How many times do you exercise per week? How often do you floss? What are your New Year’s resolutions? How often do you cook at home to have healthy meals vs. going out?
We might say things while we are out in public or with friends when we talk about normal, mundane activities. However, our actual behavior compared to what we say may not line up. In other words, what we say we do may not reflect our actual behaviors in everyday life.
And some of these everyday behaviors are our default behaviors. The things we do because we have always done them, regardless of what we say to others.
We may talk about what we are going to do or what we think the right thing is to say but as the old adage states, “actions speak louder than words.”
For pharmaceutical manufacturers, understanding the patient and physician interaction is critical. For pharmaceutical manufacturers, understanding the interaction between patient and physician is critical. But traditional ask-and-tell market research simply identifies what physicians say or think they do during patient interactions and does not take clinical default behaviors into consideration. Thus, traditional market research may miss what actually happens and the why behind the behavior. Knowing what HCPs do rather than what they say they do can unleash important insight for product development, as well as marketing and branding.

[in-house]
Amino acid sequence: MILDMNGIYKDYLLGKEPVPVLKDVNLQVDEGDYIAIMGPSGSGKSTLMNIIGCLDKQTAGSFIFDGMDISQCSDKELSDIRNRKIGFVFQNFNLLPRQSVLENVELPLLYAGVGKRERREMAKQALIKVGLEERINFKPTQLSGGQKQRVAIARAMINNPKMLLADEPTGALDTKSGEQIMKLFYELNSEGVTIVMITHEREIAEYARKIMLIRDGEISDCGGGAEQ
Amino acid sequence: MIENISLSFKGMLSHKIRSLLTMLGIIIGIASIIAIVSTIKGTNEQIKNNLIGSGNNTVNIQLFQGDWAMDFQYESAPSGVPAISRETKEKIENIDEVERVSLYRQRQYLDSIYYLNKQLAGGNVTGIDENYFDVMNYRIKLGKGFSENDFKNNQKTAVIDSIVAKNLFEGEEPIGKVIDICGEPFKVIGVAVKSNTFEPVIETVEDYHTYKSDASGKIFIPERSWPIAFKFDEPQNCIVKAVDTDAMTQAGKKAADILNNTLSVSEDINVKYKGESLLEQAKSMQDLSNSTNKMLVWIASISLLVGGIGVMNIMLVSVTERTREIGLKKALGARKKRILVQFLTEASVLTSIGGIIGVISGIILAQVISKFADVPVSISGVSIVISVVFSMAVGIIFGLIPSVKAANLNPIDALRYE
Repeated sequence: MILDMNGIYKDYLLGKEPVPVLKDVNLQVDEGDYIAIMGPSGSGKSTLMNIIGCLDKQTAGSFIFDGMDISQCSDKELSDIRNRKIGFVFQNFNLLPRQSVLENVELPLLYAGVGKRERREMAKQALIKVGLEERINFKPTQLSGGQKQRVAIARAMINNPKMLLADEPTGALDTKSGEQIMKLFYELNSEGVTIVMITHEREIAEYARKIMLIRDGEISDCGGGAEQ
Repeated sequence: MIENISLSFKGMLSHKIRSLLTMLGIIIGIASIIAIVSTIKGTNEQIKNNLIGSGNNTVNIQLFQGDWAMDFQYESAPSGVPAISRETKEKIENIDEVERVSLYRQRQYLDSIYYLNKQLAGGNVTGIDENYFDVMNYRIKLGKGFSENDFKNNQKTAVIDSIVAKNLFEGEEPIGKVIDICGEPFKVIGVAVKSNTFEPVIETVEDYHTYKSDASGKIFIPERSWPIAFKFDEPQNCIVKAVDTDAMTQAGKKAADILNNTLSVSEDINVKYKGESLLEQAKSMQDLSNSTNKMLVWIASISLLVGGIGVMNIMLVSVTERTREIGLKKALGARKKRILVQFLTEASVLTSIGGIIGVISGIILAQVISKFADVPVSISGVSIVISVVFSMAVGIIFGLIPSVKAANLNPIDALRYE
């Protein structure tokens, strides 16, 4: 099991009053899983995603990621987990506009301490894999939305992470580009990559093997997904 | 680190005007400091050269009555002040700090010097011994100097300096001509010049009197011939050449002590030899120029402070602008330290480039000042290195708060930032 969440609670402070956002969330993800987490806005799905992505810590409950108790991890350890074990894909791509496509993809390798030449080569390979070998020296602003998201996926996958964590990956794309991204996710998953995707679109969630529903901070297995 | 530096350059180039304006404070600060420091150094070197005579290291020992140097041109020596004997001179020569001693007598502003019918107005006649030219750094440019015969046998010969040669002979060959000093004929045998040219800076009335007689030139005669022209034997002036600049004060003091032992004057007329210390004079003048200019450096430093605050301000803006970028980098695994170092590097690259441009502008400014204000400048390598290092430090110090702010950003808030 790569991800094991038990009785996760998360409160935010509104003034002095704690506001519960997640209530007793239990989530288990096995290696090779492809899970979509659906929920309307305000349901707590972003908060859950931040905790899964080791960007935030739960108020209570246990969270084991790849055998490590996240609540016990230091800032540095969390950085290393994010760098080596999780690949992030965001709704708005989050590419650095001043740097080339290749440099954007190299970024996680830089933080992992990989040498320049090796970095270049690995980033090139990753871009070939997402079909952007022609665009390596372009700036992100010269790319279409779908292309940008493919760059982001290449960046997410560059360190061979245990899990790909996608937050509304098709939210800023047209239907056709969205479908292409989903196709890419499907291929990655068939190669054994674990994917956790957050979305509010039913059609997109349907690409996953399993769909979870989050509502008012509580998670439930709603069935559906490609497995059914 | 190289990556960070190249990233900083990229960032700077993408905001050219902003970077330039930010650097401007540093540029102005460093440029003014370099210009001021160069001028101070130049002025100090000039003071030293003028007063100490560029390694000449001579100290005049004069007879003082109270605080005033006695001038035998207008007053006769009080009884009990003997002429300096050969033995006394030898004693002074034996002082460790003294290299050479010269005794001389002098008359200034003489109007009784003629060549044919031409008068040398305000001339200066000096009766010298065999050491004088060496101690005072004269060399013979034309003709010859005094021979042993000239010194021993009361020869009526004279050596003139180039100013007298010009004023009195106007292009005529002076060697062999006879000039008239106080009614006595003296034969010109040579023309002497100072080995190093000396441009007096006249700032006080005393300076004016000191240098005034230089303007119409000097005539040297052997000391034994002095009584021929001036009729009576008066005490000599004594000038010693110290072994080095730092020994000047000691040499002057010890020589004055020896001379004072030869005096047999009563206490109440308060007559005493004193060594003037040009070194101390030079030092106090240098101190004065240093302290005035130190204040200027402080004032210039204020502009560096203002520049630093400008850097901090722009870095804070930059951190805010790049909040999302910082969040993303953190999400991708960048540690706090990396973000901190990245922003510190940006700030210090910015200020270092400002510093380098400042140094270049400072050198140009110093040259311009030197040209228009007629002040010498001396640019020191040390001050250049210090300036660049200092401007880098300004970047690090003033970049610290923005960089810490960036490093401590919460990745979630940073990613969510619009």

This is where our Encounter methodology fits in. It reveals the clinical default behaviors that drive the HCP – Patient interaction.
The Encounter Process
Harper Global’s Encounter methodology simulates patient interactions, taking the HCP out of “what they say they do” and into what they actually do in a patient encounter.
Encounter’s 6-phase process is:
1. Patient Profile Workshop. Each Encounter project starts with a workshop to identify the patient profiles of interest to you in great detail. Understanding specifically what you want to explore in the research allows us to detail the specific different factors and characteristics the patients exhibit, down to their mental status and the language they might use.
2. Physician Vetting.
We next conduct a series of interviews with physicians to review the patient profile and develop a robust clinical picture of the patient. The goal is to confirm that the patients described are patients the physician see in their practice, as well as the clinical factors that physicians need to better understand the patient and make treatment decisions. This could include detailed demographics, co-morbidities, past and current treatments, etc.
3. Electronic Medical Record.
Once we have the patient profiles fully vetted, we create a medical record for each patient who will be seen in the simulation. These realistic help the physician move into their clinical default behaviors as they interact with each patient simulation.
4. Patient Simulators.
Next, we hire professional patient simulators to play the role of the patient. We work with simulators that match the demographics and physical characteristics of the patients described in the medical charts. The simulators are briefed on the medical record of the